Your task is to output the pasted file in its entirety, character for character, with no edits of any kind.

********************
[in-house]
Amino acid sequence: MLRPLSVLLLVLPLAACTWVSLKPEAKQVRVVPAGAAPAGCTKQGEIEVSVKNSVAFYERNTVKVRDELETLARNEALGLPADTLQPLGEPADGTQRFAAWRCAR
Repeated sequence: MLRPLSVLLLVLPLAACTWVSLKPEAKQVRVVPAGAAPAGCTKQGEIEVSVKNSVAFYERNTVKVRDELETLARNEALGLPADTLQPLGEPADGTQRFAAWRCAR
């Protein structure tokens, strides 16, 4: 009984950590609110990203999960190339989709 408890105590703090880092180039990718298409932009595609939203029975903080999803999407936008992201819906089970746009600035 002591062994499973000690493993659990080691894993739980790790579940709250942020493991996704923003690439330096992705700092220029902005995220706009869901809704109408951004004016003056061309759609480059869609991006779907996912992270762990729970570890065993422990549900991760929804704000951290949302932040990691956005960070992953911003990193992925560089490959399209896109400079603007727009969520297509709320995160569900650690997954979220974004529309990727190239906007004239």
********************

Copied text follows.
[in-house]
Amino acid sequence: MLRPLSVLLLVLPLAACTWVSLKPEAKQVRVVPAGAAPAGCTKQGEIEVSVKNSVAFYERNTVKVRDELETLARNEALGLPADTLQPLGEPADGTQRFAAWRCAR
Repeated sequence: MLRPLSVLLLVLPLAACTWVSLKPEAKQVRVVPAGAAPAGCTKQGEIEVSVKNSVAFYERNTVKVRDELETLARNEALGLPADTLQPLGEPADGTQRFAAWRCAR
């Protein structure tokens, strides 16, 4: 009984950590609110990203999960190339989709 408890105590703090880092180039990718298409932009595609939203029975903080999803999407936008992201819906089970746009600035 002591062994499973000690493993659990080691894993739980790790579940709250942020493991996704923003690439330096992705700092220029902005995220706009869901809704109408951004004016003056061309759609480059869609991006779907996912992270762990729970570890065993422990549900991760929804704000951290949302932040990691956005960070992953911003990193992925560089490959399209896109400079603007727009969520297509709320995160569900650690997954979220974004529309990727190239906007004239």